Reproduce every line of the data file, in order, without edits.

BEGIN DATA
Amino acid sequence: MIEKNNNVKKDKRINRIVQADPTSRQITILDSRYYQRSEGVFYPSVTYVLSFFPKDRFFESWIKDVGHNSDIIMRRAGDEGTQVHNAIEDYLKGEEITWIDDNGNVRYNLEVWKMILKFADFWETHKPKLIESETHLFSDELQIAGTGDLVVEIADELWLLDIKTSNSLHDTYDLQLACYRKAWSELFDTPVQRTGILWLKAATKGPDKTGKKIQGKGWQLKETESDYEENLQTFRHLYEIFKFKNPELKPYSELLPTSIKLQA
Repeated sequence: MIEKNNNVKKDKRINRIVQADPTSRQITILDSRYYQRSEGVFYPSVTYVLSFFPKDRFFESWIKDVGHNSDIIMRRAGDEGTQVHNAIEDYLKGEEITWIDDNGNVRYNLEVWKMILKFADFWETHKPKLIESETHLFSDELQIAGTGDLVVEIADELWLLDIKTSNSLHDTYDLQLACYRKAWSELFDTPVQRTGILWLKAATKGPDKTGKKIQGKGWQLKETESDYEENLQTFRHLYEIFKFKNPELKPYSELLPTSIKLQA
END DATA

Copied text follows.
Amino acid sequence: MIEKNNNVKKDKRINRIVQADPTSRQITILDSRYYQRSEGVFYPSVTYVLSFFPKDRFFESWIKDVGHNSDIIMRRAGDEGTQVHNAIEDYLKGEEITWIDDNGNVRYNLEVWKMILKFADFWETHKPKLIESETHLFSDELQIAGTGDLVVEIADELWLLDIKTSNSLHDTYDLQLACYRKAWSELFDTPVQRTGILWLKAATKGPDKTGKKIQGKGWQLKETESDYEENLQTFRHLYEIFKFKNPELKPYSELLPTSIKLQA
Repeated sequence: MIEKNNNVKKDKRINRIVQADPTSRQITILDSRYYQRSEGVFYPSVTYVLSFFPKDRFFESWIKDVGHNSDIIMRRAGDEGTQVHNAIEDYLKGEEITWIDDNGNVRYNLEVWKMILKFADFWETHKPKLIESETHLFSDELQIAGTGDLVVEIADELWLLDIKTSNSLHDTYDLQLACYRKAWSELFDTPVQRTGILWLKAATKGPDKTGKKIQGKGWQLKETESDYEENLQTFRHLYEIFKFKNPELKPYSELLPTSIKLQA